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Men’s Health is a serious matter.

Men die because they are too embarrassed to seek help in a timely fashion about some of their most private issues.

With over 300 blogs written, it is somewhat embarrassing that I have only posted a handful of Men’s Health blogs. I have decided to rectify this today by at least bringing all the Men’s Health blogs that I have ever posted, together, into one blog (to make them easier to find) and I am also including some information about other significant Men’s Health conditions – some of which can be acutely embarrassing for teenagers and men when they occur. One in particular can have devastating consequences for men with pain and serious consequences for sexual intimacy.

These days we are better at talking about Women’s Health – incontinence, prolapse, vaginas, vulvas….these are all subjects which were never spoken about in the public domain even just 10 years ago, but thanks to the internet and the fact that we are more robust as a society, we can discuss these health issues much more readily. But with Men’s Health there is sniggering if the word penis is mentioned or immediately sexist jokes abound, or inuendo. It’s time to be more mature and realise the implications of not being open when discussing men’s health problems.

As you read through the rest of the blog there are many links within it so click on the links to go to the other resources.

The first link here is a great fact sheet produced by the excellent Men’s Health organisation called Andrology Australia on a subject which is rarely discussed – Foreskin Hygeine. But I particularly wanted to highlight a condition called Phimosis. Phimosis is when the foreskin of the penis is too tight, or the tip of the foreskin narrows and is unable to be pulled back to expose the head of the penis. Severe phimosis can cause pain when urinating, urinary retention (when the bladder is not completely emptied on urination), urinary tract infections and skin infection of the penis.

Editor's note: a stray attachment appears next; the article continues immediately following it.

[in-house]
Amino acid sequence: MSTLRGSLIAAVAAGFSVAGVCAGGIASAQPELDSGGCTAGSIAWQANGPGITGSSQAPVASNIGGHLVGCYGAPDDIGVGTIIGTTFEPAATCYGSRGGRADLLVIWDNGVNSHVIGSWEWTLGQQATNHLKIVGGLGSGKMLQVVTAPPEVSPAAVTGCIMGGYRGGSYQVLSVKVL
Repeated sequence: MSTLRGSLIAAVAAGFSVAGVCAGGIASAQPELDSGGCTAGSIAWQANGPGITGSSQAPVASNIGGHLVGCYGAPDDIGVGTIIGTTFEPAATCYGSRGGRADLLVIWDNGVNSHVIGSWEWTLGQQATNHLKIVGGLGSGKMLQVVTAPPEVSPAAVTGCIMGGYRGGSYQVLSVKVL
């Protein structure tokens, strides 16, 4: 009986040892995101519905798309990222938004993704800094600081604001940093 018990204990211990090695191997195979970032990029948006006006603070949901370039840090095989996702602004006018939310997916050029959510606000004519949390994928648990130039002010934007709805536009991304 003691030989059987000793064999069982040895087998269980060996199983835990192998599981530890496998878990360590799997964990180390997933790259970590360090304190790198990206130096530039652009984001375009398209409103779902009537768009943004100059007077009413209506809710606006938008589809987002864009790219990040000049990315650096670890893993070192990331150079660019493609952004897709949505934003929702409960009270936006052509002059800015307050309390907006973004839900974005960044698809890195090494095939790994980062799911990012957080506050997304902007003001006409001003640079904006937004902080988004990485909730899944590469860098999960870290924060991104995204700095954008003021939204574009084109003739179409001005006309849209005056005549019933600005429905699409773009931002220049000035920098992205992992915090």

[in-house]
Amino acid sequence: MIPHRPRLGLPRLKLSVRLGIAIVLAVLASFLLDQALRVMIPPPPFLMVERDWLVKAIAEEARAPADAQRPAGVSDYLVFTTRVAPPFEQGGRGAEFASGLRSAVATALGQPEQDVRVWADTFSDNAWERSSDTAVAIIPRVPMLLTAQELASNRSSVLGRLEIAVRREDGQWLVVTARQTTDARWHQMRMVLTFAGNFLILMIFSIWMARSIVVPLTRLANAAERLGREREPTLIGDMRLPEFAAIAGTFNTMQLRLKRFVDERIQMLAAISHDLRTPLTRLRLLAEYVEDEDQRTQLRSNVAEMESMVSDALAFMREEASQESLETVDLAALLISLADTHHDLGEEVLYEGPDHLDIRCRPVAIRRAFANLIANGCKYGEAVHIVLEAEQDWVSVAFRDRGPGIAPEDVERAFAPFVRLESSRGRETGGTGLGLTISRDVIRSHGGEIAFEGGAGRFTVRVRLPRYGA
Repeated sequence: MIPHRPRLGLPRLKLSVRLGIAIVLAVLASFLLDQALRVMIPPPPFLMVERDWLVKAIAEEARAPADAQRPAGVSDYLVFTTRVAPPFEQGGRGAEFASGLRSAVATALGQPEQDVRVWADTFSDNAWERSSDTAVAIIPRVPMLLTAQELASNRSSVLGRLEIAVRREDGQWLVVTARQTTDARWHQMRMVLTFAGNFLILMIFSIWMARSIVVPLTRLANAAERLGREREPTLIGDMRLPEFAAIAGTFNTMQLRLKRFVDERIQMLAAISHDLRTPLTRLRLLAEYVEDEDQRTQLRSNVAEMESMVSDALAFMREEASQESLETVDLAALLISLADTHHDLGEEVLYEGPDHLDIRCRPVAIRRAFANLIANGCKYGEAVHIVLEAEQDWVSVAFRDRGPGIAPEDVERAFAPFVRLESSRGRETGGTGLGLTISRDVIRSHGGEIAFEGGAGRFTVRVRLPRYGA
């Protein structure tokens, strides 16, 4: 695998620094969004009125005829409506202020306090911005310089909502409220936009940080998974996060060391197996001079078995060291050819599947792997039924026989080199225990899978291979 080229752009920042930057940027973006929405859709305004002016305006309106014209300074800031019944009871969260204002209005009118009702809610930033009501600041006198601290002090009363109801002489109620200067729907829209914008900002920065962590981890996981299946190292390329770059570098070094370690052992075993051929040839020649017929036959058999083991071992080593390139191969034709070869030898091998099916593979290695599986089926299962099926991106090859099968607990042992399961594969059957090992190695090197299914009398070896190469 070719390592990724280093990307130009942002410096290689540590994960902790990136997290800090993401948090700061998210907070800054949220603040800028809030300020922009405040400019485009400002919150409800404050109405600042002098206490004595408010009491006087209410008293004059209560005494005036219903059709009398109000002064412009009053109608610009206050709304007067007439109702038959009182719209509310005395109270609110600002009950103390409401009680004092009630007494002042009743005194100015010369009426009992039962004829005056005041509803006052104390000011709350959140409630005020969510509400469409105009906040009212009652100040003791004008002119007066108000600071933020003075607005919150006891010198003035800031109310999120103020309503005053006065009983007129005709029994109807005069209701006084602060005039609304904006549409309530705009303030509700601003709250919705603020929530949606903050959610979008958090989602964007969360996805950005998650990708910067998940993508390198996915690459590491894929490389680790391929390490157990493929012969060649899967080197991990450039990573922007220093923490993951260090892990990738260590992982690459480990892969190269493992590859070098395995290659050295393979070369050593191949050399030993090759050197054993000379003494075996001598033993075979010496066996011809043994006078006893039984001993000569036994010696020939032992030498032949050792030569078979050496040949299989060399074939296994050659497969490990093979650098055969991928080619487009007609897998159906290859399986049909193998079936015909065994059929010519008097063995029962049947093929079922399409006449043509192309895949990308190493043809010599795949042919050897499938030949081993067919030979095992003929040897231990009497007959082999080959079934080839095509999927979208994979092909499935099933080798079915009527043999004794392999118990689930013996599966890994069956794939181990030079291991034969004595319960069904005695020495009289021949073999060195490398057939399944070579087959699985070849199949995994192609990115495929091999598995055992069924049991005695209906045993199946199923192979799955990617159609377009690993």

Older men with severe phimosis have a higher risk of developing cancer of the penis. Phimosis can cause severe pain with erections and sexual intercourse, causing injury to the foreskin with minor bleeding and infection. There is more detailed information in the link to the Andrology Newsletter. As you can imagine it is devastating for this condition to emerge as a young teen is starting to mature and perhaps pain and deformity can appear, of course worsened with erections. It is crucial to break the silence around this condition as it can be conservatively treated successfully in many cases, particularly if it is disclosed early to a health professional. Steroid cream application and teaching the patient tissue stretching techniques can sometimes cure the problem, but also sometimes circumcision may be necessary.

I was actually inspired to write about this due to a tragic story from BBC News about a mother who received an email from her son after he had tragically taken his own life due to this condition of Phimosis. The comprehensive story is graphic and take care as it may be triggering for some people who may have experienced the loss of a loved one through suicide. She was devastated as she knew nothing of the terrible health issues this problem created for him – he was too embarrassed to let his family know what he was going through.